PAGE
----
MTC Cronin, ‘The Law of Poetry’ in The Alternative Law Journal


One lazy Sunday afternoon (according to Chapter 2 of the Book of Mark), Jesus and some of his disciples wandered through a grain field, picking a few heads of grain. The Pharisees asked him why they would do that given that it was unlawful to do so on the Sabbath. Ever the pragmatist, Jesus replied that ‘The Sabbath was made to meet the needs of people, and not people to meet the requirements of the Sabbath.’ Implying, that God’s commandments are uttered for the benefit of his people, not as tools of oppression. A similar theme (albeit one perhaps more grounded in 19th Century English Romanticism rather than theism) seems to motivate the creative work of MTC Cronin in The Law of Poetry, especially given the choice of epigraph:‘True laws aren’t manmade, they make man’.

The front cover of this volume depicts a Medieval drawing of a hermaphrodite with two heads and tiny genitals. This is a wonderful hint as to the internal normative architecture of the collection (whose component pieces are equally fun to read in consecutive or random order) which challenges orthodoxy on many levels, but never really preaches. There’s a tradition in rabbinic theology, which portrays Adam in the Garden of Eden as an androgyne — a being with two heads, which is both male and female. According to this tradition, God first offered all the animals of the Earth to Adam as potential ‘companions’ but all were refused. So the androgyne Adam, made in God’s own image, was bifurcated into man and woman. Who is then the subject of creation? The man, the woman, the androgyne, God? Given that they are all radically different manifestations of the same archetype, what is true of one ought to be true of them all. With that in mind, I devoted a couple of weeks of my jealously protected ‘reading for pleasure’ time to immersing myself in The Law of Poetry.

I admit to never having read any of Cronin’s previously published work, despite having a reasonably healthy appetite for contemporary verse. I’ve always been wary of poems with ‘a message’ or which have a didactic element. For me the prettiness of the words, the liquidness of the cadence and the honesty of the introspection are what draw me back to particular poems. Which is why I’ve been a Walt Whitman tragic since adolescence. And I was pleased to discover that there is a Whitmanesque quality to the structure of some of the works in this volume, as well as some commonality of theme and motif. There’s an undeniable celebration of what it means to be an individual, both intellectually and morally, in these poems, the shorter ones in particular. The Law of Threes, The Outlaw and The Universal Laws of Unnecessary Things, you could easily read while waiting for the kettle to boil at breakfast but still be thinking about at dinner time. I certainly agree with other reviewers that these are poems for ‘thinkers’, but as Stephen Fry says about claims that Ulysses is too highbrow for the average reader, they are ‘about as pretentious as a baked bean’. Although there is the occasional attempt to subvert some hoary old hierarchical binary oppositions found in ‘the law’, for the reader with a Postmodern bent.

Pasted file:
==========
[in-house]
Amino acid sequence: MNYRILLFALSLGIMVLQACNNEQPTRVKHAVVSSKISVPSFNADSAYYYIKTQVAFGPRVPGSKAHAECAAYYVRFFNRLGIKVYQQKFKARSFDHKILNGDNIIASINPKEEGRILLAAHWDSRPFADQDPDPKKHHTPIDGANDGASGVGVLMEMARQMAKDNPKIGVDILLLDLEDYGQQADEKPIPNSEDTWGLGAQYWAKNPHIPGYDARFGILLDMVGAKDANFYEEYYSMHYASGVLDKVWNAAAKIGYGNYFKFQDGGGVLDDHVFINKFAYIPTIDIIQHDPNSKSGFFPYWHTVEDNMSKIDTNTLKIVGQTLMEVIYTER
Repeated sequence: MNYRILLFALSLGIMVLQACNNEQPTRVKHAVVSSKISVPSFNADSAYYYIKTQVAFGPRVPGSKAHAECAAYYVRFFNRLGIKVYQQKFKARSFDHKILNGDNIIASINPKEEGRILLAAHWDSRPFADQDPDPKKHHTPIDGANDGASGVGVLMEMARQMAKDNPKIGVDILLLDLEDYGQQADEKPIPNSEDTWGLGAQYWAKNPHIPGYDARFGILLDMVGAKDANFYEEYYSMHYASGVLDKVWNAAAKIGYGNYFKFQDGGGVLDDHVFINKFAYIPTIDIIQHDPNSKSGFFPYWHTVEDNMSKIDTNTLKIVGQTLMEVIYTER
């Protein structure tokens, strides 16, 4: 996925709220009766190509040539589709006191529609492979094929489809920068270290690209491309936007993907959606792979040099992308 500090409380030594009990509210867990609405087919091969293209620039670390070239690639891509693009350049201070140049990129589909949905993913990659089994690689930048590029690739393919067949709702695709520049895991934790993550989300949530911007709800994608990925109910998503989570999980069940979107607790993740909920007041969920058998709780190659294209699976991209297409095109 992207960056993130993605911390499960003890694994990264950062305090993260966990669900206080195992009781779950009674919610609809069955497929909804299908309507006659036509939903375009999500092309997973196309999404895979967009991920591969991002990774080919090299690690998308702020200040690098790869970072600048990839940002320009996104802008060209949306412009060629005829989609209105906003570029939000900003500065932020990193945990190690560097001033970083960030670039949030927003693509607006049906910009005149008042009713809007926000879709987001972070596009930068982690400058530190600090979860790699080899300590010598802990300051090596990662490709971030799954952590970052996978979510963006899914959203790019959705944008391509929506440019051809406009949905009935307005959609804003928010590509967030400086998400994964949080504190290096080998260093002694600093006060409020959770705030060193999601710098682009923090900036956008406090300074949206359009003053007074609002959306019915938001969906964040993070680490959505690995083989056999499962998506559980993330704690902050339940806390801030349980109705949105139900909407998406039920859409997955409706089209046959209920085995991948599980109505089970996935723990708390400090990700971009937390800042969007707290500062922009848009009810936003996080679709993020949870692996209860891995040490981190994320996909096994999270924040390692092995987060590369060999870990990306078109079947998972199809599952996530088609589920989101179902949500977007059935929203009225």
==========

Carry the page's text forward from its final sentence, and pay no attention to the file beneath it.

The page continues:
I didn’t feel that I got to know much of the personal, internal life of the poet after finishing the collection — although The Little Law That Controls A Sponge and The Law Surrounding Fruit From Three Year Old Treesseem to search for the sort of deceptively concise introspective brilliance of Ted Hughes’ ‘Full Moon and Little Frieda’ or Dylan Thomas’ ‘Fern Hill’. I couldn’t help feeling that what glimpses I did get of Ms Cronin and her worldview were artifacts of her creative design rather than the sort of soul baring rawness we get from these other poets. That’s not necessarily a weakness in the writing or an indication of any failed attempt at self-examination, but it does perhaps explain a certain degree of contrived naivety in some of the works in the anthology.

There are quite a few express attributes of influence among the poems, which I enjoyed exploring almost as much the unacknowledged (perhaps sometimes presumed) influences, which seem to operate at the level of what Harold Bloom would call kenosis and daemonization, where the author unashamedly seeks to assert their own aesthetic originality. These influences never struck me as awkward or laboured, but provided a few hours of literary entertainment in attempting to deconstruct the Cronin’s segues into her own objects of interest and curiosity.

NIGEL STOBBS teaches law at Queensland University of Technology



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